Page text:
History of Land Tenure in England

A knowledge of the history of land tenure in England assists in understanding the doctrines and terminology that still apply today. The starting point is the Norman Conquest and since then it has been a story of evolution. The property legislation of 1925 did not create a completely new land law, but rather built on the existing structure, although some of that structure was swept away in the process.

Following the Norman Conquest in 1066, William I imposed a feudal structure on England. He was the owner of all land in England by conquest. He granted land to certain of his subjects in return for services and those subjects might in their turn grant that land, or parts of it, to others, again in return for services. Each occupier of land therefore held the land of his lord, that is, the person to whom he owed services. That lord owed services to his lord and so on up the pyramid to the Crown. This method of holding land was tenure. There were various forms of tenure each requiring different services and subjecting the tenant to different conditions.

There were two tenures of chivalry: knights’ service and grand sergeanty. Knights’ service required the tenant to provide a fixed number of knights to fight for the lord (usually the King) for 40 days a year. Grand sergeanty required the tenant to perform personally some honourable service for the King, such as carrying the royal banner. There were also two socage tenures: petty sergeanty and common socage. Petty sergeanty involved services of a non-personal nature such as supplying the lord with arrows, or straw for his bed, while common socage usually required services of an agricultural nature, such as ploughing for the lord for 30 days a year. There were also two spiritual tenures: divine service and frankalmoign. These arose where land was granted to ecclesiastical bodies and required services such as holding church services and praying for the lord’s soul.

Such tenures could only be held by free men and so were known as freehold tenures. Serfs or villeins who were not free men could only hold villein tenure. They performed mainly agricultural services for their lord. Those services were fixed in quantity but not in quality. The villein would have to work for a designated number of days a week for his lord at whatever task the lord required. Villein tenure eventually became known as copyhold tenure. Copyholds were transferred not by conveyances, but by a surrender and admittance carried out in the lord’s court. The transaction was recorded in the court rolls and the tenant received a copy to show his title, hence “copyhold”.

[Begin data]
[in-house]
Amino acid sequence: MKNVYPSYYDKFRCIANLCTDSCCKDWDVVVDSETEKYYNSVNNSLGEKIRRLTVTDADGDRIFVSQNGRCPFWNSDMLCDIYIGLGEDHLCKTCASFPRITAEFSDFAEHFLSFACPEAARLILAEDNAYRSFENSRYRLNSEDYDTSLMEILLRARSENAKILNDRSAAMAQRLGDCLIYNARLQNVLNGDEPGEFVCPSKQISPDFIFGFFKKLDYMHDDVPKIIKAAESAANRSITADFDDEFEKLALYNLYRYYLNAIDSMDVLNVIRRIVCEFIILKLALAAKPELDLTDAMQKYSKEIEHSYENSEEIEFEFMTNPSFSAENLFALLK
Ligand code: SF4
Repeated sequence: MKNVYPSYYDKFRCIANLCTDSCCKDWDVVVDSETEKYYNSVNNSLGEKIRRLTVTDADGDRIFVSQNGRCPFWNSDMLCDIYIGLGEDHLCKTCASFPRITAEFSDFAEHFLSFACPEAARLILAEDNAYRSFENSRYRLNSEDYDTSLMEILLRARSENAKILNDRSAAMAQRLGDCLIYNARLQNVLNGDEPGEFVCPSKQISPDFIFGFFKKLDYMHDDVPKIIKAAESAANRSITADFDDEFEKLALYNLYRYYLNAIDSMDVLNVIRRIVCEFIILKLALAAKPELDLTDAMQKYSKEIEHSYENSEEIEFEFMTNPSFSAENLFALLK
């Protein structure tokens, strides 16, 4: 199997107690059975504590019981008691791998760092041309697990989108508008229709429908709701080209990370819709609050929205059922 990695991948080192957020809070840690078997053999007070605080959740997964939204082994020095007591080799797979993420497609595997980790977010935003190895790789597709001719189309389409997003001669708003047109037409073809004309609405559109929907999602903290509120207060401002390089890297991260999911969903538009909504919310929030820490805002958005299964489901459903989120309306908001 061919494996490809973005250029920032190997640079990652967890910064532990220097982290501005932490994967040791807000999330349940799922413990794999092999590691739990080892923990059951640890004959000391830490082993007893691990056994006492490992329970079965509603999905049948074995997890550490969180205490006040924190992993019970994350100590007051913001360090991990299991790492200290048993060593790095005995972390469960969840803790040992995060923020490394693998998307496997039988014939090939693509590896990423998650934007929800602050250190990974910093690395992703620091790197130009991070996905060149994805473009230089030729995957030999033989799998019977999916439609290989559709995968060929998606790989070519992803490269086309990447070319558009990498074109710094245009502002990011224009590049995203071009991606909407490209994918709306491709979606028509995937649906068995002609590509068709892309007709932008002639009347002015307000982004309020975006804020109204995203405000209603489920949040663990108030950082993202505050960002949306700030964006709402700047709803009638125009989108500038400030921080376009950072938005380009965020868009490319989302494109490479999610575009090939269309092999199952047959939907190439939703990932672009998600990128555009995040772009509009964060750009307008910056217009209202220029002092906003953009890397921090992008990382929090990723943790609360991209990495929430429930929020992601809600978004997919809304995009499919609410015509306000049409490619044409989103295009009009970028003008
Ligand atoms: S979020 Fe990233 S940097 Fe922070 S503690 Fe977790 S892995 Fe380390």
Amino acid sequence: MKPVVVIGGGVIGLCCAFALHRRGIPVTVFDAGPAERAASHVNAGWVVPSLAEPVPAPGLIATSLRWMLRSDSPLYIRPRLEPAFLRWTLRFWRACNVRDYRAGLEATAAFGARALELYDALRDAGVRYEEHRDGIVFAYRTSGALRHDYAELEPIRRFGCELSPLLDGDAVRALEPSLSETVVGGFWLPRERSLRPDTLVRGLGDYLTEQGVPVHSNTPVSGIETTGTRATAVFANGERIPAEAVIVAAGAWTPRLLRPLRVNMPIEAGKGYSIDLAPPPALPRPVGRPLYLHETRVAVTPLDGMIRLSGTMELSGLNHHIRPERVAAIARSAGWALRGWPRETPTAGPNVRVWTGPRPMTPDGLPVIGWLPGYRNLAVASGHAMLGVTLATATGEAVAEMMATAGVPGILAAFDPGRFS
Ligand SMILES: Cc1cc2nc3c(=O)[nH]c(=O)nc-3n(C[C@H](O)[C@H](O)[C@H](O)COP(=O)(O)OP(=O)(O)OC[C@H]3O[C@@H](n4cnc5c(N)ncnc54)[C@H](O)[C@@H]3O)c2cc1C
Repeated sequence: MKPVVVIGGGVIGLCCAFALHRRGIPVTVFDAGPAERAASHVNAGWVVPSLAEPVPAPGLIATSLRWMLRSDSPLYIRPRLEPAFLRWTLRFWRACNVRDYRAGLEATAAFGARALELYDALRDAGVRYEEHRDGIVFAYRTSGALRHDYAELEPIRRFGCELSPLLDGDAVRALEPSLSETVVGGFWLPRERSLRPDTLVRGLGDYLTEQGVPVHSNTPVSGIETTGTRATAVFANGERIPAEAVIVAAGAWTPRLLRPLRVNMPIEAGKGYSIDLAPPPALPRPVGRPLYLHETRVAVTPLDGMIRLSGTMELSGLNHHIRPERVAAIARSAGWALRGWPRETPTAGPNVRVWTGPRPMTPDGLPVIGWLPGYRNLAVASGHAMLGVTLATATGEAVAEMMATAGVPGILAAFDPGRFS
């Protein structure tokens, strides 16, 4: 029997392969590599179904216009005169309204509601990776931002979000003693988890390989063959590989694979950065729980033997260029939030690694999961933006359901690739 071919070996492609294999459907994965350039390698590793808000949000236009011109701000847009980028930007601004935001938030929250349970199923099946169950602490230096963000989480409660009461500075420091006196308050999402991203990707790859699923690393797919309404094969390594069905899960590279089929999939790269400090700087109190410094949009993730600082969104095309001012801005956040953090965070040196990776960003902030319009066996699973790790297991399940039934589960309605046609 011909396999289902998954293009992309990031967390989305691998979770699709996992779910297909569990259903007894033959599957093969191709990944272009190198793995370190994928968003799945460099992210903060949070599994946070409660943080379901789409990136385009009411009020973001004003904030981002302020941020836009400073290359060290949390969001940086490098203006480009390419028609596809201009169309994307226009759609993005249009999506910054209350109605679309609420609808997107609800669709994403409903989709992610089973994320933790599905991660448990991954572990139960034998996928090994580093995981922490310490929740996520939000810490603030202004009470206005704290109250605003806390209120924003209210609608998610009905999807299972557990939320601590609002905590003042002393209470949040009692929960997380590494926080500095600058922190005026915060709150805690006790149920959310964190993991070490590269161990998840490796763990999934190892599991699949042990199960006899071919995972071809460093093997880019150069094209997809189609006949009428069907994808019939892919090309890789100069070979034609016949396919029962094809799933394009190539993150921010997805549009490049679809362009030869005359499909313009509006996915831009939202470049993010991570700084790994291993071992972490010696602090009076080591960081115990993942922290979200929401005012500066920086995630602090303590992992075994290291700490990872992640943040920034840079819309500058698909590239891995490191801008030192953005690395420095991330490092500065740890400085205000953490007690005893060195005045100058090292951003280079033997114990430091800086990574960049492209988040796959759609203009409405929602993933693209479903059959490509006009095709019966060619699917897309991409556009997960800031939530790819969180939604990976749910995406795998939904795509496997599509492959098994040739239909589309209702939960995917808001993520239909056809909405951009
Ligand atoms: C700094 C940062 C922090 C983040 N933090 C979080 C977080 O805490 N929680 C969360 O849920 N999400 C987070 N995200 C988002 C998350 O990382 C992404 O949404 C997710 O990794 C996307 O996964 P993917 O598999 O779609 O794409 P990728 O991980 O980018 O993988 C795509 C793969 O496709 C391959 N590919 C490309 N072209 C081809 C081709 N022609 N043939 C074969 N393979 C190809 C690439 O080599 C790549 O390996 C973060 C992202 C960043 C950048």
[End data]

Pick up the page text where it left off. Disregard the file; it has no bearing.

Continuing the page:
If freehold land was to be sold this could be carried out by the process of subinfeudation or the process of substitution. In subinfeudation, a new tenure was created with the buyer holding as tenant of the seller in return for services given to the seller by the buyer. For example, Lord Blacke might hold land from Lord Reid in return for providing Lord Reid with 5 pounds of pepper annually. Lord Blacke could then grant part of the land to Squire Greene in return for him providing Lord Blacke with ten days’ ploughing by one man every year. In this way, there was no limit to the number of new tenures which could be created.

In substitution, a new tenure was not created; instead the new tenant stood in the shoes of the old tenant and owed services to the lord. If in the above example, Squire Greene had taken by substitution, he would hold the land directly from Lord Reid as his lord and render the appropriate services directly to Lord Reid. The Statute Quia Emptores was passed in 1290 which prevented any new tenures being created by subinfeudation other than by the Crown. This Act is still in force today so when a person conveys land in fee simple, the tenure is shifted from the grantor to the grantee by substitution. Quia Emptores may therefore be said to be the start of modern land law.

By the fourteenth century, partly as a result of the large reduction in the number of labourers caused by the Black Death, the feudal structure was in decline. In place of the rendering of services, the tenant made money payments to the lord. As inflation reduced the value of collecting these fixed sums, many lordships came to be forgotten. The Tenures Abolition Act 1660 converted all tenures into free and common socage except for copyhold and frankalmoign. Frankalmoign was probably already obsolete but was formally abolished in the Administration of Estates Act 1925. Finally the Law of Property Act 1922 (LPA 1922) enfranchised copyhold land, that is converted it to freehold tenure. Certain rights such as to work mines and minerals and sporting rights were preserved by LPA 1922 and can still be of practical importance. Where on first registration the title deduced reveals the rights of the lord have been preserved by virtue of the Twelfth Schedule to the LPA 1922, or Copyhold Act 1852 or Copyhold Act 1894, an entry to that effect is made in the property register.

The only form of tenure under which freehold land is now held is common socage. The doctrine of tenure has little practical importance today but remains the theoretical basis on which land is held. The changes in the law have removed the practical effects of tenure without removing the underlying doctrines.


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